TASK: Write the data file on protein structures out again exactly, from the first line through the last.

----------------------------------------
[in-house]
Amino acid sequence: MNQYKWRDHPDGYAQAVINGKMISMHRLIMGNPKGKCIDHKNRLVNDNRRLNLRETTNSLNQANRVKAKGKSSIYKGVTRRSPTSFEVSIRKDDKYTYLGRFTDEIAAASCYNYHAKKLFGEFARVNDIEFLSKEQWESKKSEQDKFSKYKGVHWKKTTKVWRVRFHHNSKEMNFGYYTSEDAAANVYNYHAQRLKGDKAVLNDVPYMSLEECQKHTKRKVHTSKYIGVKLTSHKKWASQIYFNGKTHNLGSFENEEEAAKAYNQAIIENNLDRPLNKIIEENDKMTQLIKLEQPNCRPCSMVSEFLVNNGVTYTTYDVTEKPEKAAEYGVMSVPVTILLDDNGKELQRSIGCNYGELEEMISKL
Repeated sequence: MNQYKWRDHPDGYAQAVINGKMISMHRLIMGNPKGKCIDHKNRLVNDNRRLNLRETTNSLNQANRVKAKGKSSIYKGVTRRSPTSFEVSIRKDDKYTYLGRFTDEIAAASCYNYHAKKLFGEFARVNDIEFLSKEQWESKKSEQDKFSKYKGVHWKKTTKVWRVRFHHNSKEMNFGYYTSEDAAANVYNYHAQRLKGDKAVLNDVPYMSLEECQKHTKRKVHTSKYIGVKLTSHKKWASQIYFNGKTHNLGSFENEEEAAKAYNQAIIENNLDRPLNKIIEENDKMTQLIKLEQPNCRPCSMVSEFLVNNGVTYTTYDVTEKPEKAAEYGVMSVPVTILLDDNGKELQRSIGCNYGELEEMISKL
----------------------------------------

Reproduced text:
[in-house]
Amino acid sequence: MNQYKWRDHPDGYAQAVINGKMISMHRLIMGNPKGKCIDHKNRLVNDNRRLNLRETTNSLNQANRVKAKGKSSIYKGVTRRSPTSFEVSIRKDDKYTYLGRFTDEIAAASCYNYHAKKLFGEFARVNDIEFLSKEQWESKKSEQDKFSKYKGVHWKKTTKVWRVRFHHNSKEMNFGYYTSEDAAANVYNYHAQRLKGDKAVLNDVPYMSLEECQKHTKRKVHTSKYIGVKLTSHKKWASQIYFNGKTHNLGSFENEEEAAKAYNQAIIENNLDRPLNKIIEENDKMTQLIKLEQPNCRPCSMVSEFLVNNGVTYTTYDVTEKPEKAAEYGVMSVPVTILLDDNGKELQRSIGCNYGELEEMISKL
Repeated sequence: MNQYKWRDHPDGYAQAVINGKMISMHRLIMGNPKGKCIDHKNRLVNDNRRLNLRETTNSLNQANRVKAKGKSSIYKGVTRRSPTSFEVSIRKDDKYTYLGRFTDEIAAASCYNYHAKKLFGEFARVNDIEFLSKEQWESKKSEQDKFSKYKGVHWKKTTKVWRVRFHHNSKEMNFGYYTSEDAAANVYNYHAQRLKGDKAVLNDVPYMSLEECQKHTKRKVHTSKYIGVKLTSHKKWASQIYFNGKTHNLGSFENEEEAAKAYNQAIIENNLDRPLNKIIEENDKMTQLIKLEQPNCRPCSMVSEFLVNNGVTYTTYDVTEKPEKAAEYGVMSVPVTILLDDNGKELQRSIGCNYGELEEMISKL